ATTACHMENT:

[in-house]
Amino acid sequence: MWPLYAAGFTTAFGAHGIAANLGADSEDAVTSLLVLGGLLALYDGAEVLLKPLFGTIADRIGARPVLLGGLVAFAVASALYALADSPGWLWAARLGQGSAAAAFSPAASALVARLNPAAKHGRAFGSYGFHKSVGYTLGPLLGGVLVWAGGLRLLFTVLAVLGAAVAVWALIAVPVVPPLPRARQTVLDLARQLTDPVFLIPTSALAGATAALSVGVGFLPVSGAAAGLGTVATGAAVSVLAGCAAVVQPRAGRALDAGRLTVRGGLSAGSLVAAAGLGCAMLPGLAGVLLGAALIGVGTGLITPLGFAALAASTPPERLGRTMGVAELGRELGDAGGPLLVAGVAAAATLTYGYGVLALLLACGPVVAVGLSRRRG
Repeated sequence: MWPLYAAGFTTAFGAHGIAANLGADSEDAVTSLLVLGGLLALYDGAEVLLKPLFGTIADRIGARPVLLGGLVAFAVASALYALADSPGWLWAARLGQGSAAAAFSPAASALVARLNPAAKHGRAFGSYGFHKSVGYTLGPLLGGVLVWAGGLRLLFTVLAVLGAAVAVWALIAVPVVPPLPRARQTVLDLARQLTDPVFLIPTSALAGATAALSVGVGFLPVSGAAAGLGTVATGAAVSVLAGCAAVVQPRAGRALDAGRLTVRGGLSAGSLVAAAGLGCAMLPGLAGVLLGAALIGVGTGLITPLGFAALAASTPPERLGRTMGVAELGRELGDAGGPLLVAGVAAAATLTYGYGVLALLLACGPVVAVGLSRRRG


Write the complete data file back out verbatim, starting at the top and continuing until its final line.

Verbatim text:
[in-house]
Amino acid sequence: MWPLYAAGFTTAFGAHGIAANLGADSEDAVTSLLVLGGLLALYDGAEVLLKPLFGTIADRIGARPVLLGGLVAFAVASALYALADSPGWLWAARLGQGSAAAAFSPAASALVARLNPAAKHGRAFGSYGFHKSVGYTLGPLLGGVLVWAGGLRLLFTVLAVLGAAVAVWALIAVPVVPPLPRARQTVLDLARQLTDPVFLIPTSALAGATAALSVGVGFLPVSGAAAGLGTVATGAAVSVLAGCAAVVQPRAGRALDAGRLTVRGGLSAGSLVAAAGLGCAMLPGLAGVLLGAALIGVGTGLITPLGFAALAASTPPERLGRTMGVAELGRELGDAGGPLLVAGVAAAATLTYGYGVLALLLACGPVVAVGLSRRRG
Repeated sequence: MWPLYAAGFTTAFGAHGIAANLGADSEDAVTSLLVLGGLLALYDGAEVLLKPLFGTIADRIGARPVLLGGLVAFAVASALYALADSPGWLWAARLGQGSAAAAFSPAASALVARLNPAAKHGRAFGSYGFHKSVGYTLGPLLGGVLVWAGGLRLLFTVLAVLGAAVAVWALIAVPVVPPLPRARQTVLDLARQLTDPVFLIPTSALAGATAALSVGVGFLPVSGAAAGLGTVATGAAVSVLAGCAAVVQPRAGRALDAGRLTVRGGLSAGSLVAAAGLGCAMLPGLAGVLLGAALIGVGTGLITPLGFAALAASTPPERLGRTMGVAELGRELGDAGGPLLVAGVAAAATLTYGYGVLALLLACGPVVAVGLSRRRG